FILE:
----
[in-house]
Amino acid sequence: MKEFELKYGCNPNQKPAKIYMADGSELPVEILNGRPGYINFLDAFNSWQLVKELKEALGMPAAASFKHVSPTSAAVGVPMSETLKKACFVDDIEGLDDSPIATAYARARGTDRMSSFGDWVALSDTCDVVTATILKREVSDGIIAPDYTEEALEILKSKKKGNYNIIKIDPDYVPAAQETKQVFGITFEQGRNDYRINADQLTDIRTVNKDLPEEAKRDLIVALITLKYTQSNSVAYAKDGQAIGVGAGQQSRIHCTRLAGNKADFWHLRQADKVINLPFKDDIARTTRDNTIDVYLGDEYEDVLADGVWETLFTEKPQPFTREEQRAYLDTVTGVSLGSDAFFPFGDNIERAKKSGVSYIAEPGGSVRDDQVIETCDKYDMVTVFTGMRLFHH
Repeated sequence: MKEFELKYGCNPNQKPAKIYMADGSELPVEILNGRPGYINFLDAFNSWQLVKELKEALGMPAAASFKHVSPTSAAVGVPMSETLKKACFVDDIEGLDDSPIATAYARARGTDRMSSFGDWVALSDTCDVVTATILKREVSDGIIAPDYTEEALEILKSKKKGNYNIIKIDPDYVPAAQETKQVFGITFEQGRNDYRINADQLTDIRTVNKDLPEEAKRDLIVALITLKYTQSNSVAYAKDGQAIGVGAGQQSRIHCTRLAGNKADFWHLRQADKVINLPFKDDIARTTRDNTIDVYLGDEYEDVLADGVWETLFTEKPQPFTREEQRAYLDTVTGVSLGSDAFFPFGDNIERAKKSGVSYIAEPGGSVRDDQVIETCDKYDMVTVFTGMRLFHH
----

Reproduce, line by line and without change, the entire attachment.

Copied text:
[in-house]
Amino acid sequence: MKEFELKYGCNPNQKPAKIYMADGSELPVEILNGRPGYINFLDAFNSWQLVKELKEALGMPAAASFKHVSPTSAAVGVPMSETLKKACFVDDIEGLDDSPIATAYARARGTDRMSSFGDWVALSDTCDVVTATILKREVSDGIIAPDYTEEALEILKSKKKGNYNIIKIDPDYVPAAQETKQVFGITFEQGRNDYRINADQLTDIRTVNKDLPEEAKRDLIVALITLKYTQSNSVAYAKDGQAIGVGAGQQSRIHCTRLAGNKADFWHLRQADKVINLPFKDDIARTTRDNTIDVYLGDEYEDVLADGVWETLFTEKPQPFTREEQRAYLDTVTGVSLGSDAFFPFGDNIERAKKSGVSYIAEPGGSVRDDQVIETCDKYDMVTVFTGMRLFHH
Repeated sequence: MKEFELKYGCNPNQKPAKIYMADGSELPVEILNGRPGYINFLDAFNSWQLVKELKEALGMPAAASFKHVSPTSAAVGVPMSETLKKACFVDDIEGLDDSPIATAYARARGTDRMSSFGDWVALSDTCDVVTATILKREVSDGIIAPDYTEEALEILKSKKKGNYNIIKIDPDYVPAAQETKQVFGITFEQGRNDYRINADQLTDIRTVNKDLPEEAKRDLIVALITLKYTQSNSVAYAKDGQAIGVGAGQQSRIHCTRLAGNKADFWHLRQADKVINLPFKDDIARTTRDNTIDVYLGDEYEDVLADGVWETLFTEKPQPFTREEQRAYLDTVTGVSLGSDAFFPFGDNIERAKKSGVSYIAEPGGSVRDDQVIETCDKYDMVTVFTGMRLFHH